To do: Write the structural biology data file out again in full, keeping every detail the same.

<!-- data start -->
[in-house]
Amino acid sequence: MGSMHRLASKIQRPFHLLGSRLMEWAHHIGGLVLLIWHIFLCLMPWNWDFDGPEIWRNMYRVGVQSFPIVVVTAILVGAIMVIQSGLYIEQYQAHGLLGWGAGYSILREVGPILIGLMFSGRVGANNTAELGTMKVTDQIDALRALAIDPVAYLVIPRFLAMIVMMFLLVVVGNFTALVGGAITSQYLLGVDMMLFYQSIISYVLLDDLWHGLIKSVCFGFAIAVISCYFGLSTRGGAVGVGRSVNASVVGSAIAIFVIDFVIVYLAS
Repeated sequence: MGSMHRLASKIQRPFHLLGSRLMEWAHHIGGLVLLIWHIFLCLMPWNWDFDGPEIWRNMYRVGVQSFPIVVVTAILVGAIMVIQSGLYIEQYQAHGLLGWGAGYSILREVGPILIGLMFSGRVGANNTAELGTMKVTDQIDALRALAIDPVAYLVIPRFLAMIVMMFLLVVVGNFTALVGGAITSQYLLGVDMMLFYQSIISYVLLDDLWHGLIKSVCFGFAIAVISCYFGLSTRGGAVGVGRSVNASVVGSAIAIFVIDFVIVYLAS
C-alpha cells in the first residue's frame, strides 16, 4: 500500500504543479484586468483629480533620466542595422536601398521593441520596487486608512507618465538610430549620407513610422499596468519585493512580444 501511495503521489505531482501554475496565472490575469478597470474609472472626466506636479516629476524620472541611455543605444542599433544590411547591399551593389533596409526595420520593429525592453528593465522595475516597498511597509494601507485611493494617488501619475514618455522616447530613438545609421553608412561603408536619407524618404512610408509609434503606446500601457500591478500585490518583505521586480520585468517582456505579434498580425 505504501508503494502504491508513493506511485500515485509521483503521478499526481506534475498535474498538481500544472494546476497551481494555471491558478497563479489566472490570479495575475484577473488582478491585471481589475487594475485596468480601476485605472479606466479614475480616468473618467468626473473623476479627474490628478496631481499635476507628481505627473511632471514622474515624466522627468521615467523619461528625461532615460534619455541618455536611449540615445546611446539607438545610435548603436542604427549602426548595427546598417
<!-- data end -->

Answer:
[in-house]
Amino acid sequence: MGSMHRLASKIQRPFHLLGSRLMEWAHHIGGLVLLIWHIFLCLMPWNWDFDGPEIWRNMYRVGVQSFPIVVVTAILVGAIMVIQSGLYIEQYQAHGLLGWGAGYSILREVGPILIGLMFSGRVGANNTAELGTMKVTDQIDALRALAIDPVAYLVIPRFLAMIVMMFLLVVVGNFTALVGGAITSQYLLGVDMMLFYQSIISYVLLDDLWHGLIKSVCFGFAIAVISCYFGLSTRGGAVGVGRSVNASVVGSAIAIFVIDFVIVYLAS
Repeated sequence: MGSMHRLASKIQRPFHLLGSRLMEWAHHIGGLVLLIWHIFLCLMPWNWDFDGPEIWRNMYRVGVQSFPIVVVTAILVGAIMVIQSGLYIEQYQAHGLLGWGAGYSILREVGPILIGLMFSGRVGANNTAELGTMKVTDQIDALRALAIDPVAYLVIPRFLAMIVMMFLLVVVGNFTALVGGAITSQYLLGVDMMLFYQSIISYVLLDDLWHGLIKSVCFGFAIAVISCYFGLSTRGGAVGVGRSVNASVVGSAIAIFVIDFVIVYLAS
C-alpha cells in the first residue's frame, strides 16, 4: 500500500504543479484586468483629480533620466542595422536601398521593441520596487486608512507618465538610430549620407513610422499596468519585493512580444 501511495503521489505531482501554475496565472490575469478597470474609472472626466506636479516629476524620472541611455543605444542599433544590411547591399551593389533596409526595420520593429525592453528593465522595475516597498511597509494601507485611493494617488501619475514618455522616447530613438545609421553608412561603408536619407524618404512610408509609434503606446500601457500591478500585490518583505521586480520585468517582456505579434498580425 505504501508503494502504491508513493506511485500515485509521483503521478499526481506534475498535474498538481500544472494546476497551481494555471491558478497563479489566472490570479495575475484577473488582478491585471481589475487594475485596468480601476485605472479606466479614475480616468473618467468626473473623476479627474490628478496631481499635476507628481505627473511632471514622474515624466522627468521615467523619461528625461532615460534619455541618455536611449540615445546611446539607438545610435548603436542604427549602426548595427546598417